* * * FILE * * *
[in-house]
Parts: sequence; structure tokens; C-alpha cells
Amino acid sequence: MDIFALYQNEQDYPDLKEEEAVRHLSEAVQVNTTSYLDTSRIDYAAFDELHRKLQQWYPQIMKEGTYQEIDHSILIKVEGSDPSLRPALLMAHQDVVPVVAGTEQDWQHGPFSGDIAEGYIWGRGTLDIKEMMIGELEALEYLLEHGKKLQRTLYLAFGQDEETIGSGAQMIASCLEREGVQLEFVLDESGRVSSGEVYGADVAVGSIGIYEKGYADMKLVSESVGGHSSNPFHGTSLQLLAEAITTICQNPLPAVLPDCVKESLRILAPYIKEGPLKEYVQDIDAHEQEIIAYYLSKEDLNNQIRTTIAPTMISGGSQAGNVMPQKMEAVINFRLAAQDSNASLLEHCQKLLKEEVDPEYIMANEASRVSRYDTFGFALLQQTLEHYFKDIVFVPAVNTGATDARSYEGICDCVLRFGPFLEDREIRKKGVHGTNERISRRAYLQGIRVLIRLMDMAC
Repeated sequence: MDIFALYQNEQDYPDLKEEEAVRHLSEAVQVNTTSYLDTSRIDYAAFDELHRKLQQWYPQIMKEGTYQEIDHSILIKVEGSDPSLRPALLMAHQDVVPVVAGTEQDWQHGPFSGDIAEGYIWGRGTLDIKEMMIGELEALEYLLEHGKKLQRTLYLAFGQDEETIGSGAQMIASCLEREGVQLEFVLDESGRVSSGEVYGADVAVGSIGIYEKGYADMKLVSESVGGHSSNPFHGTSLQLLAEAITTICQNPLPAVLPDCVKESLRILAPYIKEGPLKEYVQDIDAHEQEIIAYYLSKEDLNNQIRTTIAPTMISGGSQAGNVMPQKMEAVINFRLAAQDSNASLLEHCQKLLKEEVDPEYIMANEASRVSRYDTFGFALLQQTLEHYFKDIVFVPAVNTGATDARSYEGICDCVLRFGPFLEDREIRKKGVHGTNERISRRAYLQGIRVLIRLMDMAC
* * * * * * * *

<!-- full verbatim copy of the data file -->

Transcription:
[in-house]
Parts: sequence; structure tokens; C-alpha cells
Amino acid sequence: MDIFALYQNEQDYPDLKEEEAVRHLSEAVQVNTTSYLDTSRIDYAAFDELHRKLQQWYPQIMKEGTYQEIDHSILIKVEGSDPSLRPALLMAHQDVVPVVAGTEQDWQHGPFSGDIAEGYIWGRGTLDIKEMMIGELEALEYLLEHGKKLQRTLYLAFGQDEETIGSGAQMIASCLEREGVQLEFVLDESGRVSSGEVYGADVAVGSIGIYEKGYADMKLVSESVGGHSSNPFHGTSLQLLAEAITTICQNPLPAVLPDCVKESLRILAPYIKEGPLKEYVQDIDAHEQEIIAYYLSKEDLNNQIRTTIAPTMISGGSQAGNVMPQKMEAVINFRLAAQDSNASLLEHCQKLLKEEVDPEYIMANEASRVSRYDTFGFALLQQTLEHYFKDIVFVPAVNTGATDARSYEGICDCVLRFGPFLEDREIRKKGVHGTNERISRRAYLQGIRVLIRLMDMAC
Repeated sequence: MDIFALYQNEQDYPDLKEEEAVRHLSEAVQVNTTSYLDTSRIDYAAFDELHRKLQQWYPQIMKEGTYQEIDHSILIKVEGSDPSLRPALLMAHQDVVPVVAGTEQDWQHGPFSGDIAEGYIWGRGTLDIKEMMIGELEALEYLLEHGKKLQRTLYLAFGQDEETIGSGAQMIASCLEREGVQLEFVLDESGRVSSGEVYGADVAVGSIGIYEKGYADMKLVSESVGGHSSNPFHGTSLQLLAEAITTICQNPLPAVLPDCVKESLRILAPYIKEGPLKEYVQDIDAHEQEIIAYYLSKEDLNNQIRTTIAPTMISGGSQAGNVMPQKMEAVINFRLAAQDSNASLLEHCQKLLKEEVDPEYIMANEASRVSRYDTFGFALLQQTLEHYFKDIVFVPAVNTGATDARSYEGICDCVLRFGPFLEDREIRKKGVHGTNERISRRAYLQGIRVLIRLMDMAC